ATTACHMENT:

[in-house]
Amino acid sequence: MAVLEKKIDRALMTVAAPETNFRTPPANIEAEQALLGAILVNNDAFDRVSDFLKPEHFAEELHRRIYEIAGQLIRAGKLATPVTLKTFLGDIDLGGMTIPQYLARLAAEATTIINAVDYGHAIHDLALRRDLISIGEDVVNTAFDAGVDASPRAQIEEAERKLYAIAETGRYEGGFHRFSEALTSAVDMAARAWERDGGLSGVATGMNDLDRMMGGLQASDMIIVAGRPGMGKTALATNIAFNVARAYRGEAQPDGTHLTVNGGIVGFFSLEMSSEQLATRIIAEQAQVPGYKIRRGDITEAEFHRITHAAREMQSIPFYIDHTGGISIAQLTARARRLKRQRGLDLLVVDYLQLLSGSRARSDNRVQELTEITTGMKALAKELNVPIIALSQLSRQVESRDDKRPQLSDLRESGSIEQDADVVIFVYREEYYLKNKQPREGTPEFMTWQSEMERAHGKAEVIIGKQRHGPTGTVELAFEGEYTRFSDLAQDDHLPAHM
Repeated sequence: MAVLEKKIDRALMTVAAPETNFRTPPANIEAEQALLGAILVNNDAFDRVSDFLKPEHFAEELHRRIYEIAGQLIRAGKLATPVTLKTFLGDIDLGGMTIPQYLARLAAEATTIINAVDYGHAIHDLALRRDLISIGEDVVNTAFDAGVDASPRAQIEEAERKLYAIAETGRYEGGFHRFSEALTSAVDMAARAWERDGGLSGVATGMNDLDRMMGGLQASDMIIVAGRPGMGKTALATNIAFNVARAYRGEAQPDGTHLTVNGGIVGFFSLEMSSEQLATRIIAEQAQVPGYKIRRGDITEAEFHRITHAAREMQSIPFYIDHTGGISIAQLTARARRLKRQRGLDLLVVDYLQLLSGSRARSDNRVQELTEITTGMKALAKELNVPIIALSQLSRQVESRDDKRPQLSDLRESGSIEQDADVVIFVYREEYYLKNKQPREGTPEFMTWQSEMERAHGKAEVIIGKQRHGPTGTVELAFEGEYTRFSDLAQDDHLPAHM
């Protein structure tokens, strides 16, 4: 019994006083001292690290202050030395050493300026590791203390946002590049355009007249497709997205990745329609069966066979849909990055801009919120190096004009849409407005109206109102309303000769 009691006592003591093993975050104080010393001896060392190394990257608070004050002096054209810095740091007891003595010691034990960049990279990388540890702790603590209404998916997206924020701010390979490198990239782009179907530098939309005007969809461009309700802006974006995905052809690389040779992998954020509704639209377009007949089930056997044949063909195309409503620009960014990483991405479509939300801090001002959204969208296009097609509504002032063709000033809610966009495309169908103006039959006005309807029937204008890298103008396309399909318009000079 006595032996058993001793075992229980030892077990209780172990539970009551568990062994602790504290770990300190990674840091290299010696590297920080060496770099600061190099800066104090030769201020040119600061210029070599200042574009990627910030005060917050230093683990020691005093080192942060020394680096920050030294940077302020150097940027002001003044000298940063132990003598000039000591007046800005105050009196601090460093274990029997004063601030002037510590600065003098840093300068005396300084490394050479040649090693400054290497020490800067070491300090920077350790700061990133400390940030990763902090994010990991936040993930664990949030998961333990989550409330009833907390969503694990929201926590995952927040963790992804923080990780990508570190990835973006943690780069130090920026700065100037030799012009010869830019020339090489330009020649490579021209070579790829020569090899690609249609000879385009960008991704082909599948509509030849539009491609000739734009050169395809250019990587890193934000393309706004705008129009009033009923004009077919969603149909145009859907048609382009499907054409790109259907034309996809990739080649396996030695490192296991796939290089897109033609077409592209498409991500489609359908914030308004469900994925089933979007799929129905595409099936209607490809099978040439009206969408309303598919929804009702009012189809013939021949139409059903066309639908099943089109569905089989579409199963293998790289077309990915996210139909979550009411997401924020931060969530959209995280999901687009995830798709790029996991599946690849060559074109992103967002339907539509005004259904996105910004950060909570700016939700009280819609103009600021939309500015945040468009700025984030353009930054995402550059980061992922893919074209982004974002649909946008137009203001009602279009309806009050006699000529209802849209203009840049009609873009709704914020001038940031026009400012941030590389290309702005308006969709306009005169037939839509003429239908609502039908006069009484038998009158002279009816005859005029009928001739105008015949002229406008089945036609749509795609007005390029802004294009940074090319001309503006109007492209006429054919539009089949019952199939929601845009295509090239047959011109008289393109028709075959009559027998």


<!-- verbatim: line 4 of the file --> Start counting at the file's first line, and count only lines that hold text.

């Protein structure tokens, strides 16, 4: 019994006083001292690290202050030395050493300026590791203390946002590049355009007249497709997205990745329609069966066979849909990055801009919120190096004009849409407005109206109102309303000769 009691006592003591093993975050104080010393001896060392190394990257608070004050002096054209810095740091007891003595010691034990960049990279990388540890702790603590209404998916997206924020701010390979490198990239782009179907530098939309005007969809461009309700802006974006995905052809690389040779992998954020509704639209377009007949089930056997044949063909195309409503620009960014990483991405479509939300801090001002959204969208296009097609509504002032063709000033809610966009495309169908103006039959006005309807029937204008890298103008396309399909318009000079 006595032996058993001793075992229980030892077990209780172990539970009551568990062994602790504290770990300190990674840091290299010696590297920080060496770099600061190099800066104090030769201020040119600061210029070599200042574009990627910030005060917050230093683990020691005093080192942060020394680096920050030294940077302020150097940027002001003044000298940063132990003598000039000591007046800005105050009196601090460093274990029997004063601030002037510590600065003098840093300068005396300084490394050479040649090693400054290497020490800067070491300090920077350790700061990133400390940030990763902090994010990991936040993930664990949030998961333990989550409330009833907390969503694990929201926590995952927040963790992804923080990780990508570190990835973006943690780069130090920026700065100037030799012009010869830019020339090489330009020649490579021209070579790829020569090899690609249609000879385009960008991704082909599948509509030849539009491609000739734009050169395809250019990587890193934000393309706004705008129009009033009923004009077919969603149909145009859907048609382009499907054409790109259907034309996809990739080649396996030695490192296991796939290089897109033609077409592209498409991500489609359908914030308004469900994925089933979007799929129905595409099936209607490809099978040439009206969408309303598919929804009702009012189809013939021949139409059903066309639908099943089109569905089989579409199963293998790289077309990915996210139909979550009411997401924020931060969530959209995280999901687009995830798709790029996991599946690849060559074109992103967002339907539509005004259904996105910004950060909570700016939700009280819609103009600021939309500015945040468009700025984030353009930054995402550059980061992922893919074209982004974002649909946008137009203001009602279009309806009050006699000529209802849209203009840049009609873009709704914020001038940031026009400012941030590389290309702005308006969709306009005169037939839509003429239908609502039908006069009484038998009158002279009816005859005029009928001739105008015949002229406008089945036609749509795609007005390029802004294009940074090319001309503006109007492209006429054919539009089949019952199939929601845009295509090239047959011109008289393109028709075959009559027998």